5. ^ Atsushi Tajima et al. (March 2, 2004). "Genetic origins of the Ainu inferred from combined DNA analyses of maternal and paternal lineages". Journal of Human Genetics 49 (4): 187–193. doi:10.1007/s10038-004-0131-x. OCLC 110247689. PMID 14997363.
  6. ^ Shi, Hong; Zhong, Hua; Peng, Yi; Dong, Yong-li; Qi, Xue-bin; Zhang, Feng; Liu, Lu-Fang; Tan, Si-jie; Ma, Runlin Z; Xiao, Chun-Jie; Wells, R Spencer; Jin, Li; Su, Bing (October 29, 2008). "Y chromosome evidence of earliest modern human settlement in East Asia and multiple origins of Tibetan and Japanese populations". BMC Biology (BioMed Central) 6: 45. doi:10.1186/1741-7007-6-45. PMC 2605740. PMID 18959782. Retrieved November 21, 2010.
  7. ^ Mondal, Mayukh & Bergström, Anders & Xue, Yali & Calafell, Francesc & Laayouni, Hafid & Casals, Ferran & Majumder, Partha & Tyler-Smith, Chris & Bertranpetit, Jaume. (2017). Y-chromosomal sequences of diverse Indian populations and the ancestry of the Andamanese. Human Genetics. 136. 10.1007/s00439-017-1800-0.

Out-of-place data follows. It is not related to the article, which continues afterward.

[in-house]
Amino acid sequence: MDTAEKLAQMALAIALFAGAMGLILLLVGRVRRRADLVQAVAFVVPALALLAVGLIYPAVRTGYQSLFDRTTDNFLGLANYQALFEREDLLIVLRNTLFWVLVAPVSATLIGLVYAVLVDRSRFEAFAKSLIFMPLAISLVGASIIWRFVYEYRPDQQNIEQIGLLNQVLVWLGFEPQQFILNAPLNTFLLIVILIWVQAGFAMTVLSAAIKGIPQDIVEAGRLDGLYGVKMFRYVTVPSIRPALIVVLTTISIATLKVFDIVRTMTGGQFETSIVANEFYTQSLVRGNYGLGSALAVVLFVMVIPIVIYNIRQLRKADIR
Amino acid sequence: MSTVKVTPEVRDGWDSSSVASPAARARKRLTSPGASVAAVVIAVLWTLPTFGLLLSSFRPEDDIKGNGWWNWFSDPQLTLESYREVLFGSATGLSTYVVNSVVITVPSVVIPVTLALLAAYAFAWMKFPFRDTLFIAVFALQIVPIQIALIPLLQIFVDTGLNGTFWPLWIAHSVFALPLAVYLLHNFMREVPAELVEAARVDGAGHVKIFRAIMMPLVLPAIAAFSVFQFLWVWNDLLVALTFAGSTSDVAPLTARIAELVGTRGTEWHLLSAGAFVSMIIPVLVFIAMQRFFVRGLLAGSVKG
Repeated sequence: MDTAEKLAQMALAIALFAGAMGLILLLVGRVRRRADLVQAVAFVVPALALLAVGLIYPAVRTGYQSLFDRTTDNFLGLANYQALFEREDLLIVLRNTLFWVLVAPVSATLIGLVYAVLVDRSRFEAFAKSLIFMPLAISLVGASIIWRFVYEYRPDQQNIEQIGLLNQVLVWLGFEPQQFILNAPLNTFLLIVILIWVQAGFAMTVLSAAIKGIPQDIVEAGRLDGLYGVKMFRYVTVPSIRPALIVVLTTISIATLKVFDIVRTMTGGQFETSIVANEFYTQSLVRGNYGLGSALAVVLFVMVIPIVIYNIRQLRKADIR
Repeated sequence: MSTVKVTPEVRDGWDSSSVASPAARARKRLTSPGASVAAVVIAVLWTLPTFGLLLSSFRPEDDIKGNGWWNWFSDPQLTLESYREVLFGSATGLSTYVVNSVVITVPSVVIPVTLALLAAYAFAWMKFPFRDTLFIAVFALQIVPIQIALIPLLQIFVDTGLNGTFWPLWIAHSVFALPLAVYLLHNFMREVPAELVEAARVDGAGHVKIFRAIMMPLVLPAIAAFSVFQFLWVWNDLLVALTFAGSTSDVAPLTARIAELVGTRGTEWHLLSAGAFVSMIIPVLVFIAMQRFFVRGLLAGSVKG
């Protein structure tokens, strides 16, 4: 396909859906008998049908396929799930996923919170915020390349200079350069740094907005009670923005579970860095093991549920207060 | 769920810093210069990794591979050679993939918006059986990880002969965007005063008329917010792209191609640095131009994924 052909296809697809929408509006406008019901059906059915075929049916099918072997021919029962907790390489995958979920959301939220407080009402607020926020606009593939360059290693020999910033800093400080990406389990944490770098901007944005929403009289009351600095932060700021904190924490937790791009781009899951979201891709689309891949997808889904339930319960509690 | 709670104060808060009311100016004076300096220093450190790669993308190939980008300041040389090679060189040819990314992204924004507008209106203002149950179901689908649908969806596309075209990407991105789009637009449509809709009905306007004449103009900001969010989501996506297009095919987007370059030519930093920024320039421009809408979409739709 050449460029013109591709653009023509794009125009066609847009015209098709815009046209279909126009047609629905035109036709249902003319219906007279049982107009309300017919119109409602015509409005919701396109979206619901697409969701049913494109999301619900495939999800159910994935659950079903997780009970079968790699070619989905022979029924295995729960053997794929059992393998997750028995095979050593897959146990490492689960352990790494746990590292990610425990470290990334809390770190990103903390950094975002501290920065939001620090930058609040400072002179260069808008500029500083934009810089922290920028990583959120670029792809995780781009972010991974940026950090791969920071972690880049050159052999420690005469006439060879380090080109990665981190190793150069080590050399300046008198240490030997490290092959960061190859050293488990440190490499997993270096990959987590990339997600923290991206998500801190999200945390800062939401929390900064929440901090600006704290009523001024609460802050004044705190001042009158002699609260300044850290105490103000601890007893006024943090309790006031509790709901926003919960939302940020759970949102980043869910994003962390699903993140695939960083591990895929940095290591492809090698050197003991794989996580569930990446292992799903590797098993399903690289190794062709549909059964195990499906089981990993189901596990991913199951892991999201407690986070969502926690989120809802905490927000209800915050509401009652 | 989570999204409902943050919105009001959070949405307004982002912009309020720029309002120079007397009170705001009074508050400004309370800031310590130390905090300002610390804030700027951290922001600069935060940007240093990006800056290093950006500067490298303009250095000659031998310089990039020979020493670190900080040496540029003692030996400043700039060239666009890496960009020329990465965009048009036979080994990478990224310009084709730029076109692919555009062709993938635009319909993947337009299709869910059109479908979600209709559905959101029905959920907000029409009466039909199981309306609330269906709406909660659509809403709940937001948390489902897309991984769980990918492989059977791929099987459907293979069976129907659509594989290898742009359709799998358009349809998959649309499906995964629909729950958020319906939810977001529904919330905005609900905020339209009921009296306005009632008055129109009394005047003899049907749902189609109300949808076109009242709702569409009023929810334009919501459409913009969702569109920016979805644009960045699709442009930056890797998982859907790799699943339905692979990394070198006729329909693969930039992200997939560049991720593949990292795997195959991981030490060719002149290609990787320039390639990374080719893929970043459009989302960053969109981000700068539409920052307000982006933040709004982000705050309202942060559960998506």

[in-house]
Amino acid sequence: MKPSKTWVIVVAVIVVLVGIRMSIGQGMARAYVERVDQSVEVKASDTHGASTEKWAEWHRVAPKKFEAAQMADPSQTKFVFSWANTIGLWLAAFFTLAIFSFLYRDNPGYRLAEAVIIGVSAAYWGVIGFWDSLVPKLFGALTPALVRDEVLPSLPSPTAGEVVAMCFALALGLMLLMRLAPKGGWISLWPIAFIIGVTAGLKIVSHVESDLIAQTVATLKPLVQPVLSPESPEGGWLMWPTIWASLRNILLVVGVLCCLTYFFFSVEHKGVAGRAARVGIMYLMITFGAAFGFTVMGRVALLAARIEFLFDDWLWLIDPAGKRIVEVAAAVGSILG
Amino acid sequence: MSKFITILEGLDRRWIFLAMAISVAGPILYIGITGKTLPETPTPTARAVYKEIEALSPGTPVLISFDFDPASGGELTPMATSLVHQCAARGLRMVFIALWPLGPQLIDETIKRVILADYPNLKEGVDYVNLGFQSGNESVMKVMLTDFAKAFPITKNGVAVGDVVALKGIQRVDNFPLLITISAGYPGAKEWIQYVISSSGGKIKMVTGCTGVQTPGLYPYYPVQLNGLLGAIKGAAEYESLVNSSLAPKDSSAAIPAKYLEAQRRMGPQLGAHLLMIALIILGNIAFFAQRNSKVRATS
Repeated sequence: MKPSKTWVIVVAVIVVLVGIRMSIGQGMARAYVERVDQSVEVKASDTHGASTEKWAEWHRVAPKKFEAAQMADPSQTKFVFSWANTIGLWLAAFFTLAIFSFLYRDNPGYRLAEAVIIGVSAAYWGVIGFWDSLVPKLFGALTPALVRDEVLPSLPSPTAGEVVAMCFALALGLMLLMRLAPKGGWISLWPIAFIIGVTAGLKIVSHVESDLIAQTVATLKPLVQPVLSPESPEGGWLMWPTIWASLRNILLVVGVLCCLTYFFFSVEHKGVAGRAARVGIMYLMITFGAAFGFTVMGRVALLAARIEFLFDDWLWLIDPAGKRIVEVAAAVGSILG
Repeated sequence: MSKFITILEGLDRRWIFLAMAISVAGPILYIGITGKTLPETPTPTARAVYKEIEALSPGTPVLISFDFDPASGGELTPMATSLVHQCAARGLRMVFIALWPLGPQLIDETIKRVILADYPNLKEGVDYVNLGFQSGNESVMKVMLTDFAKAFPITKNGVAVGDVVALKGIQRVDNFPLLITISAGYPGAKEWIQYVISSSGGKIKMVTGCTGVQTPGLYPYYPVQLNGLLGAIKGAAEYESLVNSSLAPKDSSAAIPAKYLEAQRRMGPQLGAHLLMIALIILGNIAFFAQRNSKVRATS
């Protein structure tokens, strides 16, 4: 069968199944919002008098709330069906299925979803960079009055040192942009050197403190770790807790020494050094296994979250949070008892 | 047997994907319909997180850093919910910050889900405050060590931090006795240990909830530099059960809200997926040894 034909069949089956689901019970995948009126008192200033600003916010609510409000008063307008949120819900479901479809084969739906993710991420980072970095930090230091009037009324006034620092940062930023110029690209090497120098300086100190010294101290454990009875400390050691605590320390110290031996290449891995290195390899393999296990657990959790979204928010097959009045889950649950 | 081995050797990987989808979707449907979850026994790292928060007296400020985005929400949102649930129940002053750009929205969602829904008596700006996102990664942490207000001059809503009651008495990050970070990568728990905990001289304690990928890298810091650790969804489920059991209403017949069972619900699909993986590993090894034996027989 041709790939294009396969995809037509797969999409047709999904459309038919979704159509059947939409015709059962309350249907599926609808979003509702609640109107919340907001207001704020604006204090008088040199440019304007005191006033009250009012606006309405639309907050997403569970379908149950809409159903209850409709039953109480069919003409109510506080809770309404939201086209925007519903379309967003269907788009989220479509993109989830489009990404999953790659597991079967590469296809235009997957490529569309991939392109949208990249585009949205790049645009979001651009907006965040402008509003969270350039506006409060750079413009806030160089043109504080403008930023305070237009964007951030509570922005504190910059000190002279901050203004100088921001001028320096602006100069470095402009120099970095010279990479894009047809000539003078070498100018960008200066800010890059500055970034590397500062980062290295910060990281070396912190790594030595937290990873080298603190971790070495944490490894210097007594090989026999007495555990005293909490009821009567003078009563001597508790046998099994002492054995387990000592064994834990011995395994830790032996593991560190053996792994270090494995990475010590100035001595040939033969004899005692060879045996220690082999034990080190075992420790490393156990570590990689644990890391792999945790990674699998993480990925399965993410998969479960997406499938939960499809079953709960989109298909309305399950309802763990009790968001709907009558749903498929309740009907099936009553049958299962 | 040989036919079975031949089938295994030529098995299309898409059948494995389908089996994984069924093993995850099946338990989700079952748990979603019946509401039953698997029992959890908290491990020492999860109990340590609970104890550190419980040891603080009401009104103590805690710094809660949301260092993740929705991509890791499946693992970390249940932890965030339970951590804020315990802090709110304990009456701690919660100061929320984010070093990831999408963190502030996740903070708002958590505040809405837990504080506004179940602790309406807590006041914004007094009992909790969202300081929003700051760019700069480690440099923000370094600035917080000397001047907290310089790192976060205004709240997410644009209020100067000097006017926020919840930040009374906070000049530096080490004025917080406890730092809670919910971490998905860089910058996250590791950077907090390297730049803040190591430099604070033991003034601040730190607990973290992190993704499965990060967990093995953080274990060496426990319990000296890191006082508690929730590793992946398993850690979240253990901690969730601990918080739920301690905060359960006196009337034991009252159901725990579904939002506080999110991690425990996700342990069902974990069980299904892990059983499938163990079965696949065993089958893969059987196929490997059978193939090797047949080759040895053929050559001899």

8. ^ a b 崎谷満『DNA・考古・言語の学際研究が示す新・日本列島史』(勉誠出版 2009年)(in Japanese)
  9. ^ http://www.eva.mpg.de/genetics/pdf/Japan.pdf
  10. ^ Ohashi, Jun; Tokunaga, Katsushi; Hitomi, Yuki; Sawai, Hiromi; Khor, Seik-Soon; Naka, Izumi; Watanabe, Yusuke (2019-06-17). "Analysis of whole Y-chromosome sequences reveals the Japanese population history in the Jomon period". Scientific Reports. 9 (1): 8556. doi:10.1038/s41598-019-44473-z. ISSN 2045-2322.
  11. ^ a b c Hammer, Michael F.; Karafet, Tatiana M.; Park, Hwayong; Omoto, Keiichi; Harihara, Shinji; Stoneking, Mark; Horai, Satoshi (2006). "Dual origins of the Japanese: Common ground for hunter-gatherer and farmer Y chromosomes". Journal of Human Genetics 51 (1): 47–58. doi:10.1007/s10038-005-0322-0. PMID 16328082.
  12. ^ Tajima,A. et al. (2004). "Genetic origins of the Ainu inferred from combined DNA analyses of maternal and paternal lineages". Journal of Human Genetics 49 (4): 187–193.